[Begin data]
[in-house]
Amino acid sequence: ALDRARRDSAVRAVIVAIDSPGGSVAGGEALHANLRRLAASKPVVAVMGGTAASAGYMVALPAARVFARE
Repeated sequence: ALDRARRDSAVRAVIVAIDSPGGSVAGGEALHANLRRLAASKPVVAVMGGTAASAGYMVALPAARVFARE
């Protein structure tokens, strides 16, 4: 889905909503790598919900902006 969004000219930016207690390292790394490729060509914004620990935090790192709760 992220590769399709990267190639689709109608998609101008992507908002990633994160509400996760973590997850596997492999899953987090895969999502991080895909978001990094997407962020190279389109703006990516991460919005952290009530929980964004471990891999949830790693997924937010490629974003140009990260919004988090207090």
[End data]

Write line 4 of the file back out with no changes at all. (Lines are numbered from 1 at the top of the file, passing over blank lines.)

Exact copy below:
């Protein structure tokens, strides 16, 4: 889905909503790598919900902006 969004000219930016207690390292790394490729060509914004620990935090790192709760 992220590769399709990267190639689709109608998609101008992507908002990633994160509400996760973590997850596997492999899953987090895969999502991080895909978001990094997407962020190279389109703006990516991460919005952290009530929980964004471990891999949830790693997924937010490629974003140009990260919004988090207090």